Of all the matter in the visible universe, only 4% is normal matter, as the matter from which all the things we know are formed. 23% is made of dark (invisible) matter, which physicists intuit exists, but do not know what it is. The remaining 73%, that is, almost all the matter in the universe, is dark energy, which is also invisible.
Now, a detector, the most isolated from external influences from around the world, aspires to locate part of this elusive universe: specifically, the existence of dark matter.
Under a mountain of Itali is the XENON1T. With a total mass of about 3,200 kilos, XENON1T is eThe largest detector of this type ever built. This last detector of the XENON family has been in scientific operation in the Gran Sasso underground laboratory (Italy) since autumn 2016.
Its shape is that of a gigantic cylindrical metal tank filled with ultra pure water to protect the detector in its center and a three-story building, transparent, where the detectors are located.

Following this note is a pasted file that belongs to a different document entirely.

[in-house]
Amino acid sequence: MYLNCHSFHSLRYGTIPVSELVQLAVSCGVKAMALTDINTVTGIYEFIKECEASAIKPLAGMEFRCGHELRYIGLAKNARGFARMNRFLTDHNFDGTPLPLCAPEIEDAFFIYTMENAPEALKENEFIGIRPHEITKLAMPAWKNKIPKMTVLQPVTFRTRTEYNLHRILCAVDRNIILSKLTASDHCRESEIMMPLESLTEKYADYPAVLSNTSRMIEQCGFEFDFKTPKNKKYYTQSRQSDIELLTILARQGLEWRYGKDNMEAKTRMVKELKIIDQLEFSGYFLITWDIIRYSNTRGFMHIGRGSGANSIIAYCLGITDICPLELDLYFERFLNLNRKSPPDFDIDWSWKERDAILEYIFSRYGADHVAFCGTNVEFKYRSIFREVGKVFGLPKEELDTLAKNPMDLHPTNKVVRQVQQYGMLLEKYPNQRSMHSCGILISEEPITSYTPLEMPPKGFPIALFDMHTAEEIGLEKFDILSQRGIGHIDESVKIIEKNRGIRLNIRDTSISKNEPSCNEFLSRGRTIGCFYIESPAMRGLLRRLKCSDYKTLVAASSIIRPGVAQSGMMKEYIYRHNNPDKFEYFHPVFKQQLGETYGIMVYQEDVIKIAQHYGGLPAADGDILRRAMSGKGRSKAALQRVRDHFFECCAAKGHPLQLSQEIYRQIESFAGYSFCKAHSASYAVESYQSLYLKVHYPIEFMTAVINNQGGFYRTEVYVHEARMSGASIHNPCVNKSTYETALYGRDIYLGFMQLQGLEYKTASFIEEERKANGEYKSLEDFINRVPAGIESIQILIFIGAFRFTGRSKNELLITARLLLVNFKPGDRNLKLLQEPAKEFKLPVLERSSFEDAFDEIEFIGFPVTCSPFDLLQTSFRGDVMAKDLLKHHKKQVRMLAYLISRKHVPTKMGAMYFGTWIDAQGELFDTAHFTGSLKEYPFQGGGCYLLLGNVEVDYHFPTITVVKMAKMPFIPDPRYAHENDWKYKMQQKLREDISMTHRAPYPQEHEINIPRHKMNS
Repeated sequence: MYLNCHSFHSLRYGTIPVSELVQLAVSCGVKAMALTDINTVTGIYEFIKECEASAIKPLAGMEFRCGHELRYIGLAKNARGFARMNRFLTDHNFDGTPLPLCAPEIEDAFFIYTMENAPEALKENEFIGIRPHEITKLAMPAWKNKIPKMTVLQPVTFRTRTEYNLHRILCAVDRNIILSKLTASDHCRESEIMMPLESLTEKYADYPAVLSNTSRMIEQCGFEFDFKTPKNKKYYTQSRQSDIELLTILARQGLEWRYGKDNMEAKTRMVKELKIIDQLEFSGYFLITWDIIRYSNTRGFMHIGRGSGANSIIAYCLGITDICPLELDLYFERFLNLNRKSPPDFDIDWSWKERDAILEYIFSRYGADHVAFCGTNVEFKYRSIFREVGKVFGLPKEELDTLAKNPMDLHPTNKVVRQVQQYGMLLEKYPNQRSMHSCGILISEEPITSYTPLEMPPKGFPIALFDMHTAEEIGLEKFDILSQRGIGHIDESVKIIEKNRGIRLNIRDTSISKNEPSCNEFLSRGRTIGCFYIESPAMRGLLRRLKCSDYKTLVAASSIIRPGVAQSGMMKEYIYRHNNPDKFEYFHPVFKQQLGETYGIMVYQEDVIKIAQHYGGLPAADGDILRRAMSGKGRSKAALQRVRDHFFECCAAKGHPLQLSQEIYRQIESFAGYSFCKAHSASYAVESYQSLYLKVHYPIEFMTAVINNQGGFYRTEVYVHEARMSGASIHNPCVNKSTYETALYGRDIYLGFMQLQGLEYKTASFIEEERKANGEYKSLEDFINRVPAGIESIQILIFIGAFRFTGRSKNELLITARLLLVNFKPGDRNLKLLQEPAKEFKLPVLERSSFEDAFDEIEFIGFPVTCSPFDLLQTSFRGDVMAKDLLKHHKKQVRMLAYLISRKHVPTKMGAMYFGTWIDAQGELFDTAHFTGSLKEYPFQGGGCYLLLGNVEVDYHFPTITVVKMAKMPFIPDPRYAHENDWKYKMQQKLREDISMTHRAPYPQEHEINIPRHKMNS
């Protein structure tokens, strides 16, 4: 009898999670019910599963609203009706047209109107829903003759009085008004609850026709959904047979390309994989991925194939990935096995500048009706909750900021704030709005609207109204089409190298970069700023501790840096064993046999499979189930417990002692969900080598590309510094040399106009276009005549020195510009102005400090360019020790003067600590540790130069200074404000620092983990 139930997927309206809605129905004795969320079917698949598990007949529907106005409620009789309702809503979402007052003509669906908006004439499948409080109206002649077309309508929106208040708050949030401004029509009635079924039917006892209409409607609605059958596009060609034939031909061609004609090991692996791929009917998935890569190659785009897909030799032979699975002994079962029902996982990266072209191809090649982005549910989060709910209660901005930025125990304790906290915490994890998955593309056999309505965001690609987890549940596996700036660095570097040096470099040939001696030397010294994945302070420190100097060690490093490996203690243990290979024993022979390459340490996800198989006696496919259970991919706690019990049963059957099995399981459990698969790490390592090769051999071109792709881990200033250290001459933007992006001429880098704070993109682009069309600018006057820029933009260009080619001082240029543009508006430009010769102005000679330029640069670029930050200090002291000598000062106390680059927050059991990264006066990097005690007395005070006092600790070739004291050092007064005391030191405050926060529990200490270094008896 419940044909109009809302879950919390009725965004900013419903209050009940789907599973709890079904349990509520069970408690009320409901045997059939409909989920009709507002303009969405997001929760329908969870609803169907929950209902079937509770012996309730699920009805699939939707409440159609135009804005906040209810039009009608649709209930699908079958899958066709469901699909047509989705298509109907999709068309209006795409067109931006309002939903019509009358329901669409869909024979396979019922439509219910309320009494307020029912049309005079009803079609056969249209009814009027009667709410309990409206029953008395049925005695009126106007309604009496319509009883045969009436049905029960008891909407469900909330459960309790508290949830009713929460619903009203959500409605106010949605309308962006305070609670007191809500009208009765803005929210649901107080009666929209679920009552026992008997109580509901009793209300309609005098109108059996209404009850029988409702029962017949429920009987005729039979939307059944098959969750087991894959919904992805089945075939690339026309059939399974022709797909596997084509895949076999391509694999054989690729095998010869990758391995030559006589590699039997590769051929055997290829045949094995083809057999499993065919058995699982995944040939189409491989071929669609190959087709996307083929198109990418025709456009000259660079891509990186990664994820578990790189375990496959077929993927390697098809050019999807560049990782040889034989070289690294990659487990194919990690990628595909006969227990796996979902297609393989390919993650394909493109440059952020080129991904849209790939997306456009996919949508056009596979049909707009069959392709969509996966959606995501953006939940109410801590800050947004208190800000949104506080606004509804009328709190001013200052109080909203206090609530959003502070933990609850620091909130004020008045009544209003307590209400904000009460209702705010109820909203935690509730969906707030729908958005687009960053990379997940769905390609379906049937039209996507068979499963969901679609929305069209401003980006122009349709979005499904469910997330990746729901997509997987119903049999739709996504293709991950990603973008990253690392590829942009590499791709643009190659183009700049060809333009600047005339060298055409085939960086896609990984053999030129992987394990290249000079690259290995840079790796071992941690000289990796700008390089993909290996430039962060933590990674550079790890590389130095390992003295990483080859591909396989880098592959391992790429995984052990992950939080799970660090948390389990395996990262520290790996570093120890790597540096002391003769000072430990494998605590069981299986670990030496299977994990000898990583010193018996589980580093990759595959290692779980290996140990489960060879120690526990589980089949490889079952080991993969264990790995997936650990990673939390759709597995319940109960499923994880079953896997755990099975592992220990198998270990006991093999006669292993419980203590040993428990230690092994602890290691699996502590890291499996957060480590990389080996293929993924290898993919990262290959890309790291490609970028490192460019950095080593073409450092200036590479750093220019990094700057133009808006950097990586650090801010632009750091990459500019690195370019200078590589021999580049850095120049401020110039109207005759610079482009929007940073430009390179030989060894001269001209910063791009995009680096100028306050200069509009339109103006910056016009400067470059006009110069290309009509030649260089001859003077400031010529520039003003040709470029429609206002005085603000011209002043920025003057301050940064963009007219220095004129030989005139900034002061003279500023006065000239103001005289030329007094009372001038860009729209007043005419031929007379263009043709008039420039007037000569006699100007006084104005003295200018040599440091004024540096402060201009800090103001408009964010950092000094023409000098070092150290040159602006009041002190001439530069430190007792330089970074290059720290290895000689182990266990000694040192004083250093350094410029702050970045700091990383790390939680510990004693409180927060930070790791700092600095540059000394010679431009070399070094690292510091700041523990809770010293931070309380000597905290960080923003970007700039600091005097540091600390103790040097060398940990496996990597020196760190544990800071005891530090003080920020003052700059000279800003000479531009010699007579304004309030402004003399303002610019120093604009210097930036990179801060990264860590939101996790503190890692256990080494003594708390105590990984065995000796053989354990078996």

The XENON1T central detector, a liquid xenon time projection camera (LXeTPC), is located in the bowels of a cryostat in the middle of the water tank, fully submerged in order to protect it as much as possible from the natural radioactivity in the cave.
But this is not enough level of isolation, because all materials on Earth contain small traces of natural radioactivity.
An interaction of particles in liquid xenon leads to small flashes of light. This is what XENON scientists are recording and studying to infer the position and energy of the interacting particle, and whether or not it may be dark matter. As he explains Elena Aprile, professor at Columbia University and spokesperson for the project:
The best news is that the experiment continues to accumulate excellent data, which will allow us to test the WIMP hypothesis (hypothetical particles that could explain the problem of dark matter) very soon in a region of mass and cross section with normal atoms like never before .